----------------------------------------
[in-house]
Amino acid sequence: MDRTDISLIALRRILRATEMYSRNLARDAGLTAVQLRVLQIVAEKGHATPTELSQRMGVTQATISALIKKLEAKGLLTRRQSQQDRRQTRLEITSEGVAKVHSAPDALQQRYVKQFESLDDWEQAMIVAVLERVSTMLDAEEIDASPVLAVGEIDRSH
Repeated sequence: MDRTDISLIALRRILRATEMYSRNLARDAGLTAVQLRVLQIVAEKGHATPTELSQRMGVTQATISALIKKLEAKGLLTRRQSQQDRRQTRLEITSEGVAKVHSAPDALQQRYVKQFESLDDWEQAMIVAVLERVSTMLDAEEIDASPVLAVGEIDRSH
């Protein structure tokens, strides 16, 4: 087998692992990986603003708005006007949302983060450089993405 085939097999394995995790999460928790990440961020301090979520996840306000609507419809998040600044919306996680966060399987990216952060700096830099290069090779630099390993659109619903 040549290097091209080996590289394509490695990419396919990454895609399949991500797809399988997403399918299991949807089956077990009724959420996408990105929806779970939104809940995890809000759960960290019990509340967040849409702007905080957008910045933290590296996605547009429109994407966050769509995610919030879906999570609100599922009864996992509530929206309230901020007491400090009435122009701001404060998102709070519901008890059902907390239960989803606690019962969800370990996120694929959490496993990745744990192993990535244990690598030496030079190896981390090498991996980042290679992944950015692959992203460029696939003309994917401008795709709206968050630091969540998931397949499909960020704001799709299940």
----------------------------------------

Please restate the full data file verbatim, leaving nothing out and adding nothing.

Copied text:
[in-house]
Amino acid sequence: MDRTDISLIALRRILRATEMYSRNLARDAGLTAVQLRVLQIVAEKGHATPTELSQRMGVTQATISALIKKLEAKGLLTRRQSQQDRRQTRLEITSEGVAKVHSAPDALQQRYVKQFESLDDWEQAMIVAVLERVSTMLDAEEIDASPVLAVGEIDRSH
Repeated sequence: MDRTDISLIALRRILRATEMYSRNLARDAGLTAVQLRVLQIVAEKGHATPTELSQRMGVTQATISALIKKLEAKGLLTRRQSQQDRRQTRLEITSEGVAKVHSAPDALQQRYVKQFESLDDWEQAMIVAVLERVSTMLDAEEIDASPVLAVGEIDRSH
């Protein structure tokens, strides 16, 4: 087998692992990986603003708005006007949302983060450089993405 085939097999394995995790999460928790990440961020301090979520996840306000609507419809998040600044919306996680966060399987990216952060700096830099290069090779630099390993659109619903 040549290097091209080996590289394509490695990419396919990454895609399949991500797809399988997403399918299991949807089956077990009724959420996408990105929806779970939104809940995890809000759960960290019990509340967040849409702007905080957008910045933290590296996605547009429109994407966050769509995610919030879906999570609100599922009864996992509530929206309230901020007491400090009435122009701001404060998102709070519901008890059902907390239960989803606690019962969800370990996120694929959490496993990745744990192993990535244990690598030496030079190896981390090498991996980042290679992944950015692959992203460029696939003309994917401008795709709206968050630091969540998931397949499909960020704001799709299940």